Does Home Court Really Matter?
Atlanta has struggled mightily on the road in the postseason the last few years. The Hawks have lost 10 of their last 12 playoff road games and lost those games by an average of 19.4 points per game. To go far in the postseason, you have to be able to win road games. That is why Orlando looks to be in very good position to win against Atlanta and move on to the Conference Finals.
Don’t count the chickens so fast though. The Hawks showed they can win big games on the road in those two games — the Game Six victory in Milwaukee and a Game Four victory against the Heat in last year’s first round. As always, the series does not really start until the road team wins a game.
When it comes to winning on the road, places do not get much tougher than Philips Arena.
Atlanta went 34-7 at home (the same record as Orlando) and just 19-22 on the road. The Hawks have won 15 of their past 16 home games and the last loss before their Game Five collapse at Philips Arena came Feb. 26 against Dallas in overtime. Winning in what fans affectionately call “The Highlight Factory” is no easy task.
Orlando is a good road team and will not be intimidated by the crowd noise and energy in the building. The Magic went 25-16 on the road themselves and took both games in Charlotte to complete a first round sweep — and the Bobcats were 31-10 at home.
Atlanta is a much better team at home. Josh Smith especially plays better at home than on the road. He averages 16.5 points per game, 52 percent shooting and 9.7 rebounds per game at home compared to 15.0 points, 48.9 percent shooting, and 7.7 rebounds on the road.
Most have pointed to Smith’s matchup with Rashard Lewis as an advantage for Atlanta. So far it has not materialized. If it will, it will happen in Game Three.
Atlanta’s crowd will be very energized and Game Three is always the toughest for the higher seed to win as the series shifts to a new site.
How will Dwight Howard defend Al Horford and dominate the paint?
Al Horford was undoubtedly the Hawks’ best player in Thursday’s game and he did one thing very well that helped his team control the game for most of the contest. It did not continue through the fourth quarter as Joe Johnson and Jamal Crawford tried to work one on one and slowed the game to a crawl.
But Horford’s 24-point performance should not be overlooked. He did a lot of things Orlando will have to be aware of in Game Three.
Horford shot 9 of 13 from the floor. According to Hoopdata, Horford was six for eight from beyond 10 feet including four for six from 16-23 feet. Only 55.6 percent of Horford’s makes were assisted, so he both set himself up and depended on others. Either way Horford was making a living outside the paint, drawing Howard away from where he likes to roam.
This could be a problem for the Magic.
It is no secret Dwight Howard is a human shot repellent. Teams simply change their approach to attacking the basket because Howard is in the game. He has been blocking shots at an incredible rate throughout the postseason even with his foul trouble.
So what happens when Howard has to defend someone who can not only try and post him up (Horford did go one for three at the rim in Game Two) but also step out and hit mid-range jumpers? That is the question Stan Van Gundy will have to answer.
Joe Johnson went cold in Game Two and a lot of that has to be credited to the defense of Matt Barnes, Mickael Pietrus and Dwight Howard. Will Johnson shoot 5 of 16 again? Most teams probably would not gamble on it.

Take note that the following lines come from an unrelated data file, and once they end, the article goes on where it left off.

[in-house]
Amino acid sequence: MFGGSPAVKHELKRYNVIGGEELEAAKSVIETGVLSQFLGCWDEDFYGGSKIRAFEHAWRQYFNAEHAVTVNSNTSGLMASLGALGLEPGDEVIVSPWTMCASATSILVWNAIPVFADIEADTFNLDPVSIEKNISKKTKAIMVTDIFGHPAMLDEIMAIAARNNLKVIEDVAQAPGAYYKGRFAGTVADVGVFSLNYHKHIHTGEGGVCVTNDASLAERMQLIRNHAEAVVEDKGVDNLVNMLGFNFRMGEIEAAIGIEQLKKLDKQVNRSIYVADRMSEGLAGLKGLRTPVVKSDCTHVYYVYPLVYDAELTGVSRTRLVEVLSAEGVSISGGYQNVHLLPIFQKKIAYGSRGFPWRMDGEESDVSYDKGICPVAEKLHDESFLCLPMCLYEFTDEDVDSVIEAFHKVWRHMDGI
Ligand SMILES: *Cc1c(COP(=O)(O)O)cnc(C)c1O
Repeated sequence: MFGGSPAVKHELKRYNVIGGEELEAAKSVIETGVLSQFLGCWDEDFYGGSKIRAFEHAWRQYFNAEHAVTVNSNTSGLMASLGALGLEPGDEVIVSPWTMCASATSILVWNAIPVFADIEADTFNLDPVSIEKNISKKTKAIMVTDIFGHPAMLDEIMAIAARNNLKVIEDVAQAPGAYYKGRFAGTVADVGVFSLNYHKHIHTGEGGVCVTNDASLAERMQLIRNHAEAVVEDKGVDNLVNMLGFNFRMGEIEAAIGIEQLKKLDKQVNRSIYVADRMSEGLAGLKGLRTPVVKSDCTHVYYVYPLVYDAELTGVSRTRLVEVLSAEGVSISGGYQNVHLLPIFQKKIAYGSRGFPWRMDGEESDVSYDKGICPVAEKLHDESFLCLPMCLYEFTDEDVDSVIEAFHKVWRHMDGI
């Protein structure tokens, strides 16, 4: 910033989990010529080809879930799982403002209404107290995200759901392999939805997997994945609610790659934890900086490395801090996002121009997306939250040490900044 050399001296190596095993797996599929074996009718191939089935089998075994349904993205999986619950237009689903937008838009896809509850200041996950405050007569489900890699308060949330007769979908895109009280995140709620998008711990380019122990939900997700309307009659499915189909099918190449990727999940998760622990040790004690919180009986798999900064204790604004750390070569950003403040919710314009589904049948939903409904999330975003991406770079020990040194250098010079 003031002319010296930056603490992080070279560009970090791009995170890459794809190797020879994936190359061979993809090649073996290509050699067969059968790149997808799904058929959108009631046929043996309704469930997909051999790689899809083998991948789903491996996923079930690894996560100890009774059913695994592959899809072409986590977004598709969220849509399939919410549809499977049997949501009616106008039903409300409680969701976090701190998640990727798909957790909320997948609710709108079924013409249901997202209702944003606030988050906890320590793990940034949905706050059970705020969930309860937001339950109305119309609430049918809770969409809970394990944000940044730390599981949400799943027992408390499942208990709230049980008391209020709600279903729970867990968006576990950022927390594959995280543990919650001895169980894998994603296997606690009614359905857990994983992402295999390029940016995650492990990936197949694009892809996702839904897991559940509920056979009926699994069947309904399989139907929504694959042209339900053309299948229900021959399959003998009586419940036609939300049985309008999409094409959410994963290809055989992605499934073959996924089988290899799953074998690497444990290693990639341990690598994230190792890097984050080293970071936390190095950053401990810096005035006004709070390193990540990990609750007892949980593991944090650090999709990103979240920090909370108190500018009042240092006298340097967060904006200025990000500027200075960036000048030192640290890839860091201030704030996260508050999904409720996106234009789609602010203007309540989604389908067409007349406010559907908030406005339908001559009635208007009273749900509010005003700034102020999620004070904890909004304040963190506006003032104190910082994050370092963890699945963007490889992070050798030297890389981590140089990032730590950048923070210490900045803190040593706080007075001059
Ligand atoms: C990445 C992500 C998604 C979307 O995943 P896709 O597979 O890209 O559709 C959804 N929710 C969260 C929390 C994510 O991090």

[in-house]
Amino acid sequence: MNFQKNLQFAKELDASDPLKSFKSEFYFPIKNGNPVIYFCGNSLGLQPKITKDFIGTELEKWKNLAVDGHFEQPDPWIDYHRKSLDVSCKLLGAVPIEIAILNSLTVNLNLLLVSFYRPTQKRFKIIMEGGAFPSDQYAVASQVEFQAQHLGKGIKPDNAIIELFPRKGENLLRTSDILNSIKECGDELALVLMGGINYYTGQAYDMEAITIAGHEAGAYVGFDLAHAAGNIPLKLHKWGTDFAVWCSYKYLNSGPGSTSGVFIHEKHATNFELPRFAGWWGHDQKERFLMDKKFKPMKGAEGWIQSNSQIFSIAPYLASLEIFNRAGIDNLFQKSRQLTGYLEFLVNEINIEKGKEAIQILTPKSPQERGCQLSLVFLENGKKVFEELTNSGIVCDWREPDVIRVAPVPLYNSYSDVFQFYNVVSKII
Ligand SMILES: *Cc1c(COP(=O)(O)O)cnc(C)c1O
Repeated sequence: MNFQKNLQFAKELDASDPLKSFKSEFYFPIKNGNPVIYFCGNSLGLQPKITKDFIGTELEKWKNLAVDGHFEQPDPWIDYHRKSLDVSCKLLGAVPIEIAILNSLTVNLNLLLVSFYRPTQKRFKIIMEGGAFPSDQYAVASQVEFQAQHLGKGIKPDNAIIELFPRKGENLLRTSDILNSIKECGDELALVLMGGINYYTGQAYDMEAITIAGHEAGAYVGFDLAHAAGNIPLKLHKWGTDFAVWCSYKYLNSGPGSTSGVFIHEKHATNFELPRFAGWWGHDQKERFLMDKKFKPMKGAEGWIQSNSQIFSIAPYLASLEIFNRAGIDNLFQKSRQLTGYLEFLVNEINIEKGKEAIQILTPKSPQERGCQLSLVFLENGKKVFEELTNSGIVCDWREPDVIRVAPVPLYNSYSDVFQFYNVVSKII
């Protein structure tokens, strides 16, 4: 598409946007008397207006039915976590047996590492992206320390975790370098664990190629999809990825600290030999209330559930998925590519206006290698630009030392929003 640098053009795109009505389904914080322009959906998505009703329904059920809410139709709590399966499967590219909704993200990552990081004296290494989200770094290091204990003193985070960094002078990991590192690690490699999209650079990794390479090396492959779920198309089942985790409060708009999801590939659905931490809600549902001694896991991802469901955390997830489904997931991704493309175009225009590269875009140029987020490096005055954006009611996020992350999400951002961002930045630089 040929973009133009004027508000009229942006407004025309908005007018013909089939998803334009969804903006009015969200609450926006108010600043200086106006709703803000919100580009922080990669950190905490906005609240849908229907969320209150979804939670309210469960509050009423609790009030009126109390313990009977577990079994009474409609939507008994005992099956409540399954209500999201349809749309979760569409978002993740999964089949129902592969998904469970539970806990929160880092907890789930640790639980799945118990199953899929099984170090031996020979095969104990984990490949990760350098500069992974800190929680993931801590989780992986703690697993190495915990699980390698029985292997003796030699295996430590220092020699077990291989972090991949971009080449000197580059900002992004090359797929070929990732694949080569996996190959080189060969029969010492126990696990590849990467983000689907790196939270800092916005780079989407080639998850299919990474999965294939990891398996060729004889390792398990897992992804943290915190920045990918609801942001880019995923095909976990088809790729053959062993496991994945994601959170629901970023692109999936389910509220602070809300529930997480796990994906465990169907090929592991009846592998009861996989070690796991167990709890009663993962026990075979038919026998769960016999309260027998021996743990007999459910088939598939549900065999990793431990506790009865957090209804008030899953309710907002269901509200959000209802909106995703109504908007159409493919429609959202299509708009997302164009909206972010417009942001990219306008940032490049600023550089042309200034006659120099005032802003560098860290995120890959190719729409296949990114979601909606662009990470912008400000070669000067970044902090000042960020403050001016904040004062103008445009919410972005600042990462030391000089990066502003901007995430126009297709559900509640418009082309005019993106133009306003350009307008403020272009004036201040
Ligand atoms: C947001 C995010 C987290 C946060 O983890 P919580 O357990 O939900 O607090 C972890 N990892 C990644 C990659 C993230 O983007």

Howard is going to have to work harder to contest Horford’s shots while still being a deterrent in the paint. He did not win the Defensive Player of the Year for nothing and will probably be able to do this. But it presents some interesting decisions for him that could open up space for Atlanta to cut and penetrate — that is, if the team decides to do that instead of isolating all the time.
How will Atlanta defend the pick and roll?
Sebastian Pruiti of NBA Playbook does a very good job breaking down how Vince Carter worked the pick and roll in Thursday’s Game Two victory. Atlanta simply had no answer for this play down the stretch and Orlando used it time and time again to score and pull away.
Rest assured, Atlanta will be better prepared to defend against this play in Game Three. But as Pruiti shows, it is still pretty difficult to stop.
The Hawks like to switch off of just about every screen. The Magic will continue to run pick and rolls to get Howard some space in the post and find the mismatch they want to exploit. It appears unlikely Atlanta will change this strategy as this has been the team’s defensive plan all season.
It was clear early in Game One that the Hawks can have success in this series if they can get out in transition and score fast break points. This is where Josh Smith really killed Orlando in the first quarter. That all stopped once the Magic started making shots in that game.
Could Atlanta try to trap Orlando more to make things more difficult for the ball handler and force more turnovers? Charlotte had some success with the team’s trapping defense in the first round, especially in Game Three when Stephen Jackson picked Jameer Nelson’s pocket a few times and raced down the other way for an easy lay in.
Then again, the scenario Pruitt describes could happen where Carter can find an open Rashard Lewis or an open Mickael Pietrus. It puts Atlanta out of position to close out on the shooters and gives Orlando more space to cut to the basket. The Magic are such a good passing team this could be a high risk/high reward strategy.
How to defend the pick and roll is the fundamental question NBA coaches must answer. It is much harder with the weapons the Magic have. Mike Woodson will have to turn his answer sheet in Saturday and see how his strategy performs.